“We know from our district data that at the eighth and ninth grade levels we have more students who have been having behavioral disruptions,” Schroeder said. “Those are students who, the last time they had a normal school year, were in elementary, so they missed a sort of normal social development [period].”

This social and behavioral gap is also being reflected in students in the younger grades who are just now getting used to this form of social adjustment.

“Last year when we started online and came back into school in October, we realized that all of those beginning skills that you teach like how to hold a pencil, how to use your scissors, how to open and use a glue stick and a glue bottle had not been taught,” Fisher said. “The other thing that we noticed was that they were missing that socialization…and they didn’t really know how to play with each other or how to talk to each other outside of the Zoom room.”

The academic as well as social and behavioral gaps teachers are working to fill for students at thing time has been difficult to do while keeping up with this year’s curriculum.

“Right now, instead of a plate, we are all balancing 10 platters full of things to make sure that our kids are okay,” Fisher said. “And there are a lot of days when I go home thinking I dropped every platter.”

In addition to adjusting to new classroom challenges, teachers have been met with outside political factors that have added a new level of stress to the profession.

“[Teacher burnout] is not just from teaching during COVID alone,” Thomas said. “You add in this whole layer of these activist, politicized parents that are coming to board meetings—some of them who don’t even…have children in the schools—and are threatening board members or threatening superintendents, and we’ve had superintendents and governing board members resign because they feel that their families or that they are threatened.”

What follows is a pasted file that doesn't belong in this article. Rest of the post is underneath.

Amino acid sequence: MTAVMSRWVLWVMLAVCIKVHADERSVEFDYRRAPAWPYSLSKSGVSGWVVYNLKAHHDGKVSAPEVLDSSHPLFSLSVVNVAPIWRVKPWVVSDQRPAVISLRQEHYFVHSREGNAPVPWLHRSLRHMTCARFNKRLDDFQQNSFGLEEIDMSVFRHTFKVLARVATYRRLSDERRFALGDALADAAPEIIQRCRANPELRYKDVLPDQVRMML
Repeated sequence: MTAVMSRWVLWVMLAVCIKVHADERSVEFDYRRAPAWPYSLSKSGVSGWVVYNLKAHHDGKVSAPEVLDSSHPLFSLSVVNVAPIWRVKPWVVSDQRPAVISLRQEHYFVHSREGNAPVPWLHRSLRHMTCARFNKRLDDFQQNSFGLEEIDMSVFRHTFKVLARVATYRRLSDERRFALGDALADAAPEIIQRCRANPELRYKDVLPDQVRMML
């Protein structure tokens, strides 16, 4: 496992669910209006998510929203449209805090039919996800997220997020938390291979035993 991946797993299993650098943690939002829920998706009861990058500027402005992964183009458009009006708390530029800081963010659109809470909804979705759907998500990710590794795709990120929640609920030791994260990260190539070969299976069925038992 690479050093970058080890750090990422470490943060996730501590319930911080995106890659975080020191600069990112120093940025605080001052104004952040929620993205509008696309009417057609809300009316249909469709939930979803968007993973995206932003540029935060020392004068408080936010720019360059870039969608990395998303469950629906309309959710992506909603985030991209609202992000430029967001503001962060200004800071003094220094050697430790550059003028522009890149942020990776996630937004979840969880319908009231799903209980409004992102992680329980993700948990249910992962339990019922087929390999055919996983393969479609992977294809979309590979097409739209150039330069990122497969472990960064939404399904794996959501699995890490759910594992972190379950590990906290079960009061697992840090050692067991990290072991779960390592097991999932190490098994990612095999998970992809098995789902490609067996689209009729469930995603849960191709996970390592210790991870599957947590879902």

Teachers say this level of discourse and polarization in the school system has been unique to the COVID-19 pandemic.

“I truly think that there was always a lot of support and respect for educators, but if you look at the fact that once the pandemic hit and we started speaking up about not wanting to teach in an unsafe environment, everything became political and then it was us versus them,” Fisher said.

“It feels like the community has turned on you when all you’re trying to do as a classroom teacher is keep your kids safe and get them just a little bit smarter than they were yesterday,” Thomas said.

When asked what students, families and Arizona citizens could do to support educators during this time, the answer was the same across the board: “Trust us.”

“We want what’s best for your child,” Thomas said. “When you have educators that have worked in a state like this for as long as they have, they’re in it for the students.”

“When we know that we’ve made a choice in the best interest of the students, it’s important to be able to hear it,” Schroeder said. “Because our perspective is unique,”

“It’s rough right now and it’s exhausting, but I still love it,” Fisher said. “I think every teacher would probably say that all the other extraneous stuff is a lot…but the saving grace is the students.”